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The Source: How Can Texas Defend Itself Against 'Dark Store' Tax Loophole, Lawsuits?

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Two bills filed for the current legislative session could help to keep cities across Texas from losing hundreds of millions of dollars in tax revenue.

Lowe's is just one of the big-box retailers suing Bexar County to have its properties assessed as vacant buildings, or "dark stores,"  instead of vibrant profit-generators - a tax loophole known as the "dark store" strategy. 

Bexar County State Rep. Diego Bernal introduced House Bill 182 to study the economic impact of sales disclosure and HB 379, which mandates it. 

"Without sales disclosure, appraised values for commercial properties are artificially low, shifting the property tax burden to average homeowners," Rep. Bernal's Communications Director Robin Harvey said in an email to The Source. "Disclosure of this information is fairly standard across the country and can help appraisal districts defend themselves against dark store arguments."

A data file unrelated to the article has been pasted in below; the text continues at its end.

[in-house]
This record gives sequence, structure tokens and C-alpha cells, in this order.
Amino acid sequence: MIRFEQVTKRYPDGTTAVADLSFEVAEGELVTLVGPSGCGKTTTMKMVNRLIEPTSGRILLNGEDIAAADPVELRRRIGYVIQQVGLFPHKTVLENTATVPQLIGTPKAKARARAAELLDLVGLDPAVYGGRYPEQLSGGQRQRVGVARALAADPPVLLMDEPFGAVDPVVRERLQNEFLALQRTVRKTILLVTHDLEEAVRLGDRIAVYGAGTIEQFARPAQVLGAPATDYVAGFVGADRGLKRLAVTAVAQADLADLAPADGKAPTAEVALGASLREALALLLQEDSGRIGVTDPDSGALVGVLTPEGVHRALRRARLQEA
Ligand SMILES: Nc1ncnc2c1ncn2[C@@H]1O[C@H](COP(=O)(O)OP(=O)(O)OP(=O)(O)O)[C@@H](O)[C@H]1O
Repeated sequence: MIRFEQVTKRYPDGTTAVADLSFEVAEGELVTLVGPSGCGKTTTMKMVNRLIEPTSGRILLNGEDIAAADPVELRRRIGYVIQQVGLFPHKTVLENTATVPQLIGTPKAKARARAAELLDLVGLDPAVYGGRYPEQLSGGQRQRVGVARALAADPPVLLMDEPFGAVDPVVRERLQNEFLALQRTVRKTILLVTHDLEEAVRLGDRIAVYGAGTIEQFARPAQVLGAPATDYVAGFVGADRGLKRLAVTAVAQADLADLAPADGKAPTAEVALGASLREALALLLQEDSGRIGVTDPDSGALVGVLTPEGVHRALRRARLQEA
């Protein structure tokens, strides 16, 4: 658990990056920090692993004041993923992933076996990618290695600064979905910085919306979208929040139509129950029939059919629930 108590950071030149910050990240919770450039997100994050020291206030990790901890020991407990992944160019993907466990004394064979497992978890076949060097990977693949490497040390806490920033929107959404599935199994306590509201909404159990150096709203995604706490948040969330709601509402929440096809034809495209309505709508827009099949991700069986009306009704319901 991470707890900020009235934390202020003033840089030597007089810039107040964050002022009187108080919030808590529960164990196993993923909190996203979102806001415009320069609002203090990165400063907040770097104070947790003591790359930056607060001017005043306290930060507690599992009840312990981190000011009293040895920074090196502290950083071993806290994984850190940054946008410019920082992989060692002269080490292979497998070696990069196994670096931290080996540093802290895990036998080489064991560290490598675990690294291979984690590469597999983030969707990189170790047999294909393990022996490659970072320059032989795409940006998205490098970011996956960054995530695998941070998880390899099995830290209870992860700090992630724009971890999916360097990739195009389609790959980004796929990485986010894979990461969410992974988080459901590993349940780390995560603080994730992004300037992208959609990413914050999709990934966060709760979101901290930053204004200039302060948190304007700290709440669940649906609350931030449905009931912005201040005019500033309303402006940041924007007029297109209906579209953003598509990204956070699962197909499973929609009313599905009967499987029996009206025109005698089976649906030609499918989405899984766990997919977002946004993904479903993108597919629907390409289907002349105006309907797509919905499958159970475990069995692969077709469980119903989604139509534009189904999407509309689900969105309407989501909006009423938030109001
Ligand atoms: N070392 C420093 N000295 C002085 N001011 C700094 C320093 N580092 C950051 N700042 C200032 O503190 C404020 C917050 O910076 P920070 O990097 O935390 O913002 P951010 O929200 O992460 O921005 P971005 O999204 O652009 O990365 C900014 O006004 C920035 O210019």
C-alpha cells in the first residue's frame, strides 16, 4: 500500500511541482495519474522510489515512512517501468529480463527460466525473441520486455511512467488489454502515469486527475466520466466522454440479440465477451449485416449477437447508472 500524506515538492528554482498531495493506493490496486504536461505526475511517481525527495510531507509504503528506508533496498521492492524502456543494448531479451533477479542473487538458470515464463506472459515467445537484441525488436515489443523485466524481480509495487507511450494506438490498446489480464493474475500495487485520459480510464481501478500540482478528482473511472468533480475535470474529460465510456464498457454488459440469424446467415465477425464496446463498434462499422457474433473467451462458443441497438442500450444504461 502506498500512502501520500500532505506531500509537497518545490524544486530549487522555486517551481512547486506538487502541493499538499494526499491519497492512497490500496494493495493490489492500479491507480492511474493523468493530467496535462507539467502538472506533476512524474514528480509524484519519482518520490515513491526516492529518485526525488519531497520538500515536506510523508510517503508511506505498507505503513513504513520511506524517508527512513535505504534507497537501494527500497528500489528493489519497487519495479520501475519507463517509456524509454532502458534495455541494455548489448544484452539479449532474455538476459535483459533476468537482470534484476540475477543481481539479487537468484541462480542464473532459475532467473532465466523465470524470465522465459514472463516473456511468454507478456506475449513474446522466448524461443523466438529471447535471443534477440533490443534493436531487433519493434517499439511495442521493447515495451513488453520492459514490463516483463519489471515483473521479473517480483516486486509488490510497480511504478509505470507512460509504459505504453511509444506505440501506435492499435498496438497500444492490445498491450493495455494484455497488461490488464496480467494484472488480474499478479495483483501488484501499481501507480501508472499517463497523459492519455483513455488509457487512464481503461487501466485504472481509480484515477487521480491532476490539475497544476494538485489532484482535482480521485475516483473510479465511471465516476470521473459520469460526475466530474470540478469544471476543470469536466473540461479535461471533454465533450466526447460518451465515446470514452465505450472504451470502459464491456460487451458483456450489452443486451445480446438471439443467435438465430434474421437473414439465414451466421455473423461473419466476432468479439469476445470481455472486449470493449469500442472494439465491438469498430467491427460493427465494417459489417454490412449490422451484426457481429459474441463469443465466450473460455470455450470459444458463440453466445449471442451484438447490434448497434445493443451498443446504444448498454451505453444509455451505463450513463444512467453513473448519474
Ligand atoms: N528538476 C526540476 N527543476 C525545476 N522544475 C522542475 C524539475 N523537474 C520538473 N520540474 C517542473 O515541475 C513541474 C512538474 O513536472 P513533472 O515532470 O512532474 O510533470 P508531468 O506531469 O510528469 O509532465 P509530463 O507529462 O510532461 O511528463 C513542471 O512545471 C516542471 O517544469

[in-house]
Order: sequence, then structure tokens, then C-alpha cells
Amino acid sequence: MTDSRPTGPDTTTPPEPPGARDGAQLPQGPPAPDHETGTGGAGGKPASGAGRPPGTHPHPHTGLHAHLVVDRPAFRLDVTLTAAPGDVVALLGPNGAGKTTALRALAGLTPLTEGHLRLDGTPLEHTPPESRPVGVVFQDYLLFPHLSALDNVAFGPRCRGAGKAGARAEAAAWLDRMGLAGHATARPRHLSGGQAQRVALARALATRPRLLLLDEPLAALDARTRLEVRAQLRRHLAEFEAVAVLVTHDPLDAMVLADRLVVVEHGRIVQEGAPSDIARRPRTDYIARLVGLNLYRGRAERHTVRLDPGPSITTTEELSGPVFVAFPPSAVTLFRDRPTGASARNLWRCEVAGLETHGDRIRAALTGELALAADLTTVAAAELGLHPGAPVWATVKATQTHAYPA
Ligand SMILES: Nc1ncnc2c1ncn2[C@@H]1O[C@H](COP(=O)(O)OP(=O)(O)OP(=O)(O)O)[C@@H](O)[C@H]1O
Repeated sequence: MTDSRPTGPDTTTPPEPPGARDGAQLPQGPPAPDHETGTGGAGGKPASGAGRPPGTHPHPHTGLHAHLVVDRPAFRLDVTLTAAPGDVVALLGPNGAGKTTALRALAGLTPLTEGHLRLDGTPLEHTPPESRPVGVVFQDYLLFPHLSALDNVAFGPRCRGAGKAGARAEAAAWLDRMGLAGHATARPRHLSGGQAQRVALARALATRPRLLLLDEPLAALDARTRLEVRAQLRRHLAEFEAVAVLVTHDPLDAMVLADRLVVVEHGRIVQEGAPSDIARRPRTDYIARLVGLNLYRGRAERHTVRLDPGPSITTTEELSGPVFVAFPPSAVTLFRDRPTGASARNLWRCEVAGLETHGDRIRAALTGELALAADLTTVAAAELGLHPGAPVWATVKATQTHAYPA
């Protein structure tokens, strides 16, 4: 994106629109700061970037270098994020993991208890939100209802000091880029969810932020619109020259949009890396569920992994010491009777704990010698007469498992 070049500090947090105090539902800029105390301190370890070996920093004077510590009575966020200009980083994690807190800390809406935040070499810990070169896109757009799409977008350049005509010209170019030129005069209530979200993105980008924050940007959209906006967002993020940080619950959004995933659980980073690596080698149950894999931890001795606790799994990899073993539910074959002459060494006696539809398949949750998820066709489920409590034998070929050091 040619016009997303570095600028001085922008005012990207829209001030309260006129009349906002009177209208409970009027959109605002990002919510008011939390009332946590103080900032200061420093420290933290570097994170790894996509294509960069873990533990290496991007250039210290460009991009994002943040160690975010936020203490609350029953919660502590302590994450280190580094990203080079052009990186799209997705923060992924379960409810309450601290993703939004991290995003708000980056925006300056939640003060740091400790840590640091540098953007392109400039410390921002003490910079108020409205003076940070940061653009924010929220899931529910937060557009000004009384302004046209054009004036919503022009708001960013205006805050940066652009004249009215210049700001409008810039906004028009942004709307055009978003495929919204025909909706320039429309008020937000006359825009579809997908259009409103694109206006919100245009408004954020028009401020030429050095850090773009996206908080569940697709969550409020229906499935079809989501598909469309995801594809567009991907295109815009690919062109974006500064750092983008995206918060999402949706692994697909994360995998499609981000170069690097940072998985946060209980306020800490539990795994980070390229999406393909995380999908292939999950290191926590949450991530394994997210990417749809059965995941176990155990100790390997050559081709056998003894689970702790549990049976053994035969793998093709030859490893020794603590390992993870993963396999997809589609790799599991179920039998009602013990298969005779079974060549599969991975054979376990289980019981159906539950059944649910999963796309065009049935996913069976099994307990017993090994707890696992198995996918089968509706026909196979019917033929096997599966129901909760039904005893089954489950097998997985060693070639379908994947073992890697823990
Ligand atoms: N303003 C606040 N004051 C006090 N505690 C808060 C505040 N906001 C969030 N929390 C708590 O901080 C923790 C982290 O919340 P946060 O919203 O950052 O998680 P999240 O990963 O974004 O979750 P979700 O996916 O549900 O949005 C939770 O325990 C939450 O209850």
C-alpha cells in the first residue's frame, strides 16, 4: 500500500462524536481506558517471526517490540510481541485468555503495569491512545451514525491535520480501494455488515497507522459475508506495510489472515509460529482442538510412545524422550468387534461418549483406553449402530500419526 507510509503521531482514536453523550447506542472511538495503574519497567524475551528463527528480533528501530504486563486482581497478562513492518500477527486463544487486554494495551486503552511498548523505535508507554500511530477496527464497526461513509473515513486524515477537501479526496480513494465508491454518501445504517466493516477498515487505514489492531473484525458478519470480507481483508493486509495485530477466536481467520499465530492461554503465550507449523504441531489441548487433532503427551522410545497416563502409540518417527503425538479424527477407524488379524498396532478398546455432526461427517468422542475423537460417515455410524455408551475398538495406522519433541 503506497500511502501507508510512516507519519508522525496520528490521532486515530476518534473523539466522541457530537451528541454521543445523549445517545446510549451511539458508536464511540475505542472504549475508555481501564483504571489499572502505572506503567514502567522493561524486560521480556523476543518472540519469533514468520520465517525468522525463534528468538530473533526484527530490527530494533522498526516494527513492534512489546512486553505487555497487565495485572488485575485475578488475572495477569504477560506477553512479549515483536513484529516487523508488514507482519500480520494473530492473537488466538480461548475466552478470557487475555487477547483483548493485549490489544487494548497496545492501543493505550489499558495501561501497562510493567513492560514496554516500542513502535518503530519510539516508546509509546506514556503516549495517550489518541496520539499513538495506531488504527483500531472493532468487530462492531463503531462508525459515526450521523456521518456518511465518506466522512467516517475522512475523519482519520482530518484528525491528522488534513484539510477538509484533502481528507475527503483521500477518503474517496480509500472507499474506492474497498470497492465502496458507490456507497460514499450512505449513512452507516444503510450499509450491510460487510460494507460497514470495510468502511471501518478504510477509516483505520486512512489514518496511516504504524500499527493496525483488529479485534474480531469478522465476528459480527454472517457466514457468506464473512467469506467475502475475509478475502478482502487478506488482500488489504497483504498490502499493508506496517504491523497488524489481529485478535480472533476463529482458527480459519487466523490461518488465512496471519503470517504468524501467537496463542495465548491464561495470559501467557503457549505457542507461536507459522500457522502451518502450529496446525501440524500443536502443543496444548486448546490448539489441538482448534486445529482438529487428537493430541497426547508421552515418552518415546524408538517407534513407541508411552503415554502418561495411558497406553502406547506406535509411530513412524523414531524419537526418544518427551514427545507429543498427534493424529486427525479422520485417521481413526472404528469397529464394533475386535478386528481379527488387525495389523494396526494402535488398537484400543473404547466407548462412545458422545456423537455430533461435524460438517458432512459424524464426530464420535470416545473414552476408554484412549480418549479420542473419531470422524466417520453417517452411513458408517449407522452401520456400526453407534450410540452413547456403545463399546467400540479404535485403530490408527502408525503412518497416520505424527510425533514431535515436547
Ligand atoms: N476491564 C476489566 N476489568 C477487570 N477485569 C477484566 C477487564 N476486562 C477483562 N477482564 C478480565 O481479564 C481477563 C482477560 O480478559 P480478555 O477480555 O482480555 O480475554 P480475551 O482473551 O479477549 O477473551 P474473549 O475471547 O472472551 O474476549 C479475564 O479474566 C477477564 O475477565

Harvey also said a more equitable appraisal system could increase tax revenues and potentially reduce the need for tax rate increases by school districts and municipalities.

In a previous interview with The Source, the City of San Antonio's Chief Financial Officer Ben Gorzell said the city would be losing roughly $275 million in tax revenue over the next five years if big-box retailers succeed in obtaining "dark store" appraisals. It could also set off a chain reaction, with businesses across the state using the same loophole to sue for lower values.


Learn more from the San Antonio Express-News, Bloomberg, Watchdog.org, and Sault Ste. Marie Evening News.